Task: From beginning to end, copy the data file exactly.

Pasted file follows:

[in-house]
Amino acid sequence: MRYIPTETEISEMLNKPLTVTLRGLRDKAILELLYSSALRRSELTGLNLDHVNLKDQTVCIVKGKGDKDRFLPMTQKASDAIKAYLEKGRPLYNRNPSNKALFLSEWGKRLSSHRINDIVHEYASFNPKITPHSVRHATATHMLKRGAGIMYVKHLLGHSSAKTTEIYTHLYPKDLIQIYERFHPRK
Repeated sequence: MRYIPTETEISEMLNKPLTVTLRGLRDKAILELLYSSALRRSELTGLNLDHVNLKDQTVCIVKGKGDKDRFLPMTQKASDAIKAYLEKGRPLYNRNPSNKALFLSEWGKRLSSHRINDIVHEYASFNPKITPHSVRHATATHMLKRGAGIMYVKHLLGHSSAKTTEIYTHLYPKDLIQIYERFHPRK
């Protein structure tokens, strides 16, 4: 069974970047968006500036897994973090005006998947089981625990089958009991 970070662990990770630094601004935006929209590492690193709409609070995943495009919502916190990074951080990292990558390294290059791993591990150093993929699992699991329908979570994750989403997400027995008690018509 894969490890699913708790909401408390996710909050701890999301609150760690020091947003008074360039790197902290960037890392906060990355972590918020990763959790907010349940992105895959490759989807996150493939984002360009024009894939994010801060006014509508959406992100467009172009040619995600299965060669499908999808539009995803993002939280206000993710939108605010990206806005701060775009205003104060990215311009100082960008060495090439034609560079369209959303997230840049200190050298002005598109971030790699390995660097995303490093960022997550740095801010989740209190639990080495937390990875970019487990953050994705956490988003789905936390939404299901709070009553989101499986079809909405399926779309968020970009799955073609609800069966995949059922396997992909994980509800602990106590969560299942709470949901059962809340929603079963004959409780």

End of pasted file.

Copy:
[in-house]
Amino acid sequence: MRYIPTETEISEMLNKPLTVTLRGLRDKAILELLYSSALRRSELTGLNLDHVNLKDQTVCIVKGKGDKDRFLPMTQKASDAIKAYLEKGRPLYNRNPSNKALFLSEWGKRLSSHRINDIVHEYASFNPKITPHSVRHATATHMLKRGAGIMYVKHLLGHSSAKTTEIYTHLYPKDLIQIYERFHPRK
Repeated sequence: MRYIPTETEISEMLNKPLTVTLRGLRDKAILELLYSSALRRSELTGLNLDHVNLKDQTVCIVKGKGDKDRFLPMTQKASDAIKAYLEKGRPLYNRNPSNKALFLSEWGKRLSSHRINDIVHEYASFNPKITPHSVRHATATHMLKRGAGIMYVKHLLGHSSAKTTEIYTHLYPKDLIQIYERFHPRK
């Protein structure tokens, strides 16, 4: 069974970047968006500036897994973090005006998947089981625990089958009991 970070662990990770630094601004935006929209590492690193709409609070995943495009919502916190990074951080990292990558390294290059791993591990150093993929699992699991329908979570994750989403997400027995008690018509 894969490890699913708790909401408390996710909050701890999301609150760690020091947003008074360039790197902290960037890392906060990355972590918020990763959790907010349940992105895959490759989807996150493939984002360009024009894939994010801060006014509508959406992100467009172009040619995600299965060669499908999808539009995803993002939280206000993710939108605010990206806005701060775009205003104060990215311009100082960008060495090439034609560079369209959303997230840049200190050298002005598109971030790699390995660097995303490093960022997550740095801010989740209190639990080495937390990875970019487990953050994705956490988003789905936390939404299901709070009553989101499986079809909405399926779309968020970009799955073609609800069966995949059922396997992909994980509800602990106590969560299942709470949901059962809340929603079963004959409780």